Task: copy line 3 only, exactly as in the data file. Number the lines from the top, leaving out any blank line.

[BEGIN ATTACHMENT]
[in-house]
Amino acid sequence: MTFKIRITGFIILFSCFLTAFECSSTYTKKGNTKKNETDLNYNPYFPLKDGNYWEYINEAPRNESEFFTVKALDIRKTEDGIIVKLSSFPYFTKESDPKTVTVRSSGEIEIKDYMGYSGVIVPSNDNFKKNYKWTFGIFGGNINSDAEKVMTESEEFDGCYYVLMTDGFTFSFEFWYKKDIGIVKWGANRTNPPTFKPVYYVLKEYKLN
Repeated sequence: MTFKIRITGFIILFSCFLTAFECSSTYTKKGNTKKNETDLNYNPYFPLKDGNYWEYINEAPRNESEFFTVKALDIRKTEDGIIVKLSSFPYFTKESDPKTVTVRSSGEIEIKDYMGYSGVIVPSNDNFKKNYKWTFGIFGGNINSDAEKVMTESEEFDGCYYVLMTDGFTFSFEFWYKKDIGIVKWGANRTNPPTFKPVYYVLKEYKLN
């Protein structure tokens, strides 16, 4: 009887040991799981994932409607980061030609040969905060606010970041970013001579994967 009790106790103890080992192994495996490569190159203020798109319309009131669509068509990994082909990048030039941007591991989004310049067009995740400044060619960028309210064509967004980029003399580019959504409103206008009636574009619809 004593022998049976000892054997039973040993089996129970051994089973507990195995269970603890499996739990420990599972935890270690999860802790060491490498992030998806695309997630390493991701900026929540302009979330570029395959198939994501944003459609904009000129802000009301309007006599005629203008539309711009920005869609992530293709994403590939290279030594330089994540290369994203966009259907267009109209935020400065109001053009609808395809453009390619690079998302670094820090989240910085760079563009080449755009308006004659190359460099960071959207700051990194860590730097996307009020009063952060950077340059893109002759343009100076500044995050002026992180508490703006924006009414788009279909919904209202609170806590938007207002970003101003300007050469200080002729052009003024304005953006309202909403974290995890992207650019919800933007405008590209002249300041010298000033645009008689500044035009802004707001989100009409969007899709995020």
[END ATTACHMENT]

Repeated sequence: MTFKIRITGFIILFSCFLTAFECSSTYTKKGNTKKNETDLNYNPYFPLKDGNYWEYINEAPRNESEFFTVKALDIRKTEDGIIVKLSSFPYFTKESDPKTVTVRSSGEIEIKDYMGYSGVIVPSNDNFKKNYKWTFGIFGGNINSDAEKVMTESEEFDGCYYVLMTDGFTFSFEFWYKKDIGIVKWGANRTNPPTFKPVYYVLKEYKLN